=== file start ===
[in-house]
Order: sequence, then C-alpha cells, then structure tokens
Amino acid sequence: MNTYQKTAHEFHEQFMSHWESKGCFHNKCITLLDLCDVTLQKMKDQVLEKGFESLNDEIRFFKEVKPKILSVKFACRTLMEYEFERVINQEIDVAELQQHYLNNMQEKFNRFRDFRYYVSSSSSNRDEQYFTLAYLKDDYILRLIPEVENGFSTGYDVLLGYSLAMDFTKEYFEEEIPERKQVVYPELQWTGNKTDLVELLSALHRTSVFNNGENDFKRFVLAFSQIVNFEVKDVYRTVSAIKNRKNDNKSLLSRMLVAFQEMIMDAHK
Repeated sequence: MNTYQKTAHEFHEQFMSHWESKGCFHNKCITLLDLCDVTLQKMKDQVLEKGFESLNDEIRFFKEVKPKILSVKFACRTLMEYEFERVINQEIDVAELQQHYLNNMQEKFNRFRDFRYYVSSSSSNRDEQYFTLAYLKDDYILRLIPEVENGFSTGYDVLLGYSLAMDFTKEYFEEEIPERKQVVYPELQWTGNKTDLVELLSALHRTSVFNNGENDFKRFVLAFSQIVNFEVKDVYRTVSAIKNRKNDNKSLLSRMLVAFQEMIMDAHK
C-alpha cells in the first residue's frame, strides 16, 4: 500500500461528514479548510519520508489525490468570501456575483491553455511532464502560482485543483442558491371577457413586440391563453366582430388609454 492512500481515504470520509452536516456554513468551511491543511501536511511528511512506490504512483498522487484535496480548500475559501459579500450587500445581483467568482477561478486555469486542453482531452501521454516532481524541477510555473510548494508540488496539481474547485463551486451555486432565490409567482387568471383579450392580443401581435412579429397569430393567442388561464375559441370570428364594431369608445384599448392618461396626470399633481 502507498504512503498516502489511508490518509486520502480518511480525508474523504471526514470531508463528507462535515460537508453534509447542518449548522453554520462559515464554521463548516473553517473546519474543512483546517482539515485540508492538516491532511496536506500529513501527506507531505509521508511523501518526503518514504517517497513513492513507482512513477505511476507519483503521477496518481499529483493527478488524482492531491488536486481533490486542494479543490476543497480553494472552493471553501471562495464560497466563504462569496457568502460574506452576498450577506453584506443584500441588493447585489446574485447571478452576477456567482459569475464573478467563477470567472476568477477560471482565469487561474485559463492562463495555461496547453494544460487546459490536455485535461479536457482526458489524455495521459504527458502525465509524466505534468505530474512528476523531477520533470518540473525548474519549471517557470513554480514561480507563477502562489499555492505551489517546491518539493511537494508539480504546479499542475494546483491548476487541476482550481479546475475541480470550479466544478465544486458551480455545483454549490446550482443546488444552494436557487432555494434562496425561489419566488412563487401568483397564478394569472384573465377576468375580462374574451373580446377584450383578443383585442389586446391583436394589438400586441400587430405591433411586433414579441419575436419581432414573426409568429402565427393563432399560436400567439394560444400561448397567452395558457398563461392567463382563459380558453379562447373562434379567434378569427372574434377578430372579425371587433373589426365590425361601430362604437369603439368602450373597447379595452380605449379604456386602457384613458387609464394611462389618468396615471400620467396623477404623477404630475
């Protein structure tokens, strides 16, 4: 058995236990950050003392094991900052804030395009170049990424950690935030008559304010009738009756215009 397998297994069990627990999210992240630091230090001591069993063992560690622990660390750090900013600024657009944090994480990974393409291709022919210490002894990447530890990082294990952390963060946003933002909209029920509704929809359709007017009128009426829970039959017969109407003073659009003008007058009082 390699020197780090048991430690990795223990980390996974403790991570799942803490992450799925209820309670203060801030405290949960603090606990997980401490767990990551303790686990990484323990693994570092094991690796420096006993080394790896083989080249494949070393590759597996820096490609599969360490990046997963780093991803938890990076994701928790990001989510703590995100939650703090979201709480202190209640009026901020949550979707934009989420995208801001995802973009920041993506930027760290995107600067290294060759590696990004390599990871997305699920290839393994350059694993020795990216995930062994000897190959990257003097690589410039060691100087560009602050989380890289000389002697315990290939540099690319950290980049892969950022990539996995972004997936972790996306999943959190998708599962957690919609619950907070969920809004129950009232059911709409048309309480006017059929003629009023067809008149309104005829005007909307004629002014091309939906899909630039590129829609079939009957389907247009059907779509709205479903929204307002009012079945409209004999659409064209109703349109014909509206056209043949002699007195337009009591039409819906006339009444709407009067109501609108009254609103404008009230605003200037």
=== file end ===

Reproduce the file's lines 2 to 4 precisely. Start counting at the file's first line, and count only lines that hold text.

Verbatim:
Order: sequence, then C-alpha cells, then structure tokens
Amino acid sequence: MNTYQKTAHEFHEQFMSHWESKGCFHNKCITLLDLCDVTLQKMKDQVLEKGFESLNDEIRFFKEVKPKILSVKFACRTLMEYEFERVINQEIDVAELQQHYLNNMQEKFNRFRDFRYYVSSSSSNRDEQYFTLAYLKDDYILRLIPEVENGFSTGYDVLLGYSLAMDFTKEYFEEEIPERKQVVYPELQWTGNKTDLVELLSALHRTSVFNNGENDFKRFVLAFSQIVNFEVKDVYRTVSAIKNRKNDNKSLLSRMLVAFQEMIMDAHK
Repeated sequence: MNTYQKTAHEFHEQFMSHWESKGCFHNKCITLLDLCDVTLQKMKDQVLEKGFESLNDEIRFFKEVKPKILSVKFACRTLMEYEFERVINQEIDVAELQQHYLNNMQEKFNRFRDFRYYVSSSSSNRDEQYFTLAYLKDDYILRLIPEVENGFSTGYDVLLGYSLAMDFTKEYFEEEIPERKQVVYPELQWTGNKTDLVELLSALHRTSVFNNGENDFKRFVLAFSQIVNFEVKDVYRTVSAIKNRKNDNKSLLSRMLVAFQEMIMDAHK